When Vesey releases me, I go through the messages that have been coming in. Tim Briscoe, head of a lot of things including shoelaces, and who doesn’t like me at all, has left a message telling me that eight new people will start this afternoon, and will all need everything right away. I call him back to ask who they are and discover that in fact none of them have been hired yet and so Tim is embarrassed and seizes the opportunity to shout at me.

Claude Westmoreland’s message is self-consciously self-deprecating, his voice rather mellifluous and ever-so-slightly affected, I think. While ­perfectly wonderful, he has found that Alice – our dubious secretary/trainer – is unable to answer absolutely all his questions about the system and it appears that only I, Holly, in the whole of this marvellous company, am equipped to answer his complex yet interesting questions and would I mind coming over to the building where he works to rescue both him and the rest of his group from almost certain commercial failure.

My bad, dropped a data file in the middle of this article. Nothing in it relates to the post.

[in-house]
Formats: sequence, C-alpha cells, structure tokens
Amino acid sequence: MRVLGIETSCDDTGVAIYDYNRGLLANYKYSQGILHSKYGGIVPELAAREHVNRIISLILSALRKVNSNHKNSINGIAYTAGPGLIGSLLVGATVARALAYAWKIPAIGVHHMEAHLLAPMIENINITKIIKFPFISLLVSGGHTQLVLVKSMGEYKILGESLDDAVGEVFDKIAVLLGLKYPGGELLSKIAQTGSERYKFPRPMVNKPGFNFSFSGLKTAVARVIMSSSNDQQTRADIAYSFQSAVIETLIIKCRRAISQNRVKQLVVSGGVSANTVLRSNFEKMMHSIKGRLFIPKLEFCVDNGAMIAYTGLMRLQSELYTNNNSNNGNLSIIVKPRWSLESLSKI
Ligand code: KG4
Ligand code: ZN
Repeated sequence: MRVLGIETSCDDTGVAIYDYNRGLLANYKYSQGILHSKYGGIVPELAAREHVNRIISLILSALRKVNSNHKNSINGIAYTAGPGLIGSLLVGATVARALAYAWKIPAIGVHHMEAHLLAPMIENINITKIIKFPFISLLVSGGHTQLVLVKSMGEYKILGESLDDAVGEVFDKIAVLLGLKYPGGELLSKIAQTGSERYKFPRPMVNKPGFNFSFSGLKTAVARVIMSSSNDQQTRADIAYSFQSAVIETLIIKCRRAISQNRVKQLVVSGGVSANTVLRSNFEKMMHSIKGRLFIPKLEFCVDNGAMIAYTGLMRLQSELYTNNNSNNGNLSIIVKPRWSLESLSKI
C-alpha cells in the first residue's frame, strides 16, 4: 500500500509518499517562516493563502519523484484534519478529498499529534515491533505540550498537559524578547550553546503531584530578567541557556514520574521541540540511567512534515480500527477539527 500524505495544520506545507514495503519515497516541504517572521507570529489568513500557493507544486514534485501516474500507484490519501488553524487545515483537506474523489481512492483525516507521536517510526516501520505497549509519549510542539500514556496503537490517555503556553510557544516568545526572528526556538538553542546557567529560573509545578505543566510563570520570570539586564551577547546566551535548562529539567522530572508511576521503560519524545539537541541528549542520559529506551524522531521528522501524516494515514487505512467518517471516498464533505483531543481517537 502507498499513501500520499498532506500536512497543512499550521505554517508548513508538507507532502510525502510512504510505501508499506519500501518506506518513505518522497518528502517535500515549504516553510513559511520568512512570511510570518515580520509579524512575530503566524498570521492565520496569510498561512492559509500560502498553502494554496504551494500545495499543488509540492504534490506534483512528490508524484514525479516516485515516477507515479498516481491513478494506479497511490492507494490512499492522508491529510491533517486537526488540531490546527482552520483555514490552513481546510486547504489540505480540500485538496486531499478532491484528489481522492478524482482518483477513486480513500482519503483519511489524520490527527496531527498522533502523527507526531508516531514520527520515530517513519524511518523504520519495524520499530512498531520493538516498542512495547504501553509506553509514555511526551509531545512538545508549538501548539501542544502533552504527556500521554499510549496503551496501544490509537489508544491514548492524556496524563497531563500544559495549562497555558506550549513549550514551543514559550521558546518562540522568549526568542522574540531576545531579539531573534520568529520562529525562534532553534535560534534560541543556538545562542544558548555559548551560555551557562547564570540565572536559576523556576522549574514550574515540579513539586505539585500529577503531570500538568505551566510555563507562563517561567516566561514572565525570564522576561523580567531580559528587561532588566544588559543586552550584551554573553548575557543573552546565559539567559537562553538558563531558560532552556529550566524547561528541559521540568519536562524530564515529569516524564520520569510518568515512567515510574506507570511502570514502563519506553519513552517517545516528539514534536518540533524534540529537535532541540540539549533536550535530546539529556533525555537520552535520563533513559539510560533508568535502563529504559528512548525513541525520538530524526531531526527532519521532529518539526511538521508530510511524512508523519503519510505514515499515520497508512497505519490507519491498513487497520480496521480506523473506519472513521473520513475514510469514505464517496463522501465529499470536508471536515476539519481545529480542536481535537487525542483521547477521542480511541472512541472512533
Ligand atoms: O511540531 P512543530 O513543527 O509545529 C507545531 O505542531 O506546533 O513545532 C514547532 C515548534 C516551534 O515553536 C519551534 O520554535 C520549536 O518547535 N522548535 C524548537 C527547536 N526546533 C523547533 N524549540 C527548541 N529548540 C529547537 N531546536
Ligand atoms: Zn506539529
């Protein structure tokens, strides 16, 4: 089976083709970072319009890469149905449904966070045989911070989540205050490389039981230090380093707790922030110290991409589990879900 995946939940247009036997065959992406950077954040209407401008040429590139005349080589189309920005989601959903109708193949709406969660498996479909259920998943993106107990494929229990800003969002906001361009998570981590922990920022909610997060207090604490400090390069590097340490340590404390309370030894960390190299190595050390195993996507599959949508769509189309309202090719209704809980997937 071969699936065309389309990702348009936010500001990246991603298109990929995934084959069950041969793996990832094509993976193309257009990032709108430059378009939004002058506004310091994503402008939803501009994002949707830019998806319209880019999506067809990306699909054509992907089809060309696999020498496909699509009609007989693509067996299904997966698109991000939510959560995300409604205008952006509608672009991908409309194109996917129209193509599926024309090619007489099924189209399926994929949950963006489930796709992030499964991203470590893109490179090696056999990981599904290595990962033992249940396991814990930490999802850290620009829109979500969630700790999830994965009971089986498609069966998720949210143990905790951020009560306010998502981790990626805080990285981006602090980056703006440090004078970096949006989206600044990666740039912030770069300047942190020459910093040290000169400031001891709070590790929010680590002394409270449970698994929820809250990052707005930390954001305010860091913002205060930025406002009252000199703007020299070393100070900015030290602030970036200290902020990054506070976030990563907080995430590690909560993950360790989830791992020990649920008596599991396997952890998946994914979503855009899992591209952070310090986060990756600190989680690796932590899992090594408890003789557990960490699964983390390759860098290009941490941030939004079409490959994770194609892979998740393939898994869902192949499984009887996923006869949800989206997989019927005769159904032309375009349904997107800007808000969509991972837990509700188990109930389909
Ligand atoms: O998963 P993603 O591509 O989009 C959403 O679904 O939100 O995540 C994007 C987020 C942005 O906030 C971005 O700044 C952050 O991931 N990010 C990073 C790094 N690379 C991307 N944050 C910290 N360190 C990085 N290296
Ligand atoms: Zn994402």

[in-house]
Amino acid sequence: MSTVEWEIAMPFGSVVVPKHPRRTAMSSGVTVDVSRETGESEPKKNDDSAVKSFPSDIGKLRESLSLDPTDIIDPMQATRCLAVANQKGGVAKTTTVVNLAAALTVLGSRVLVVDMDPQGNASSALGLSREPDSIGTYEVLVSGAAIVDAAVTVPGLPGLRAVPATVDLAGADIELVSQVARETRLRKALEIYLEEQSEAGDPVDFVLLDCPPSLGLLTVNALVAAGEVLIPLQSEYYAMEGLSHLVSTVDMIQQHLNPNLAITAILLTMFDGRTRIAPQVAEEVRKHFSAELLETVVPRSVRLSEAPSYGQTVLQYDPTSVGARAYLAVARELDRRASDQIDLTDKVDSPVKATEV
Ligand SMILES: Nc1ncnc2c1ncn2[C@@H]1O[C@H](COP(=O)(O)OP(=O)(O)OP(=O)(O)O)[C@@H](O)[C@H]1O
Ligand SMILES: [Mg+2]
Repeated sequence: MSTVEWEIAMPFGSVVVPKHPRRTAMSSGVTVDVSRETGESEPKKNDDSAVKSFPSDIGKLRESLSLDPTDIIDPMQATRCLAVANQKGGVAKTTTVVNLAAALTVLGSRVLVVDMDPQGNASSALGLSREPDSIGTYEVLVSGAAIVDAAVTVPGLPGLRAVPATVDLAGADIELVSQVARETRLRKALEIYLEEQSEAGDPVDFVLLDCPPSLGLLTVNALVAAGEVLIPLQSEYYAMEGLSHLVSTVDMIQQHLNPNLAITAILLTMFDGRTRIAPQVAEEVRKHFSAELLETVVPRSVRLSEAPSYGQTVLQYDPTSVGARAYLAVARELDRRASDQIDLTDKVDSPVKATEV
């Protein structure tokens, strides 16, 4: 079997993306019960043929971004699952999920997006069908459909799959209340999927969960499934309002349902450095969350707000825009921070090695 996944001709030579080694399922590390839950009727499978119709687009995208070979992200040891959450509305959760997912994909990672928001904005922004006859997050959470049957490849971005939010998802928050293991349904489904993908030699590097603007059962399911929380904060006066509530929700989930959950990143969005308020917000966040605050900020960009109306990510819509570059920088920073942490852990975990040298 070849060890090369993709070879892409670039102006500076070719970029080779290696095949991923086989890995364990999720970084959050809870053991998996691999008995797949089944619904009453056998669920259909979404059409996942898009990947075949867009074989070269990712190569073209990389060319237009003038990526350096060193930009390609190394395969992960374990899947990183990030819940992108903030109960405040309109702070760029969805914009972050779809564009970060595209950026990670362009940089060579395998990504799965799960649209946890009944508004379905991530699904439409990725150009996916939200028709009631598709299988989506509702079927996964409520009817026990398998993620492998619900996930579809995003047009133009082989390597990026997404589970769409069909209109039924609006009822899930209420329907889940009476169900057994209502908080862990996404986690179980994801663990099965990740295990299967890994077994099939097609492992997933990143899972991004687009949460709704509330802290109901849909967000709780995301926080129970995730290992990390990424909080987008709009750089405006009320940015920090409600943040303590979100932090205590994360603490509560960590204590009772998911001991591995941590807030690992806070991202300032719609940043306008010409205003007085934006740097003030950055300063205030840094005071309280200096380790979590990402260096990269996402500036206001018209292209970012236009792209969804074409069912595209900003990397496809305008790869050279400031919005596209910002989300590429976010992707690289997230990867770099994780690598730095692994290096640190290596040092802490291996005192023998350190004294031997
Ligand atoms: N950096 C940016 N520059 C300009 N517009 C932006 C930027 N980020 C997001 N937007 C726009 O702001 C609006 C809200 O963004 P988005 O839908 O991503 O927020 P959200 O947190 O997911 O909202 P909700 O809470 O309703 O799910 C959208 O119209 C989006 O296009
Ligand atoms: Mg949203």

If I don’t go, Claude Westmoreland may well tell Tim Briscoe that the computer department is unresponsive & Tim Briscoe will seize yet another opportunity to shout at me. Tim is recently back from a placement in Dubai where he – according to office rumour – lost his wife to a tennis coach and this is partly the reason for his constant bad temper. I must act.

I put on my coat– brown, shabby from too many years of being my favourite and only coat - and walk over to the building where Claude Westmoreland is waiting for me to set his world to rights and sponsorship for athletes’ shoelaces will be forever in safe hands.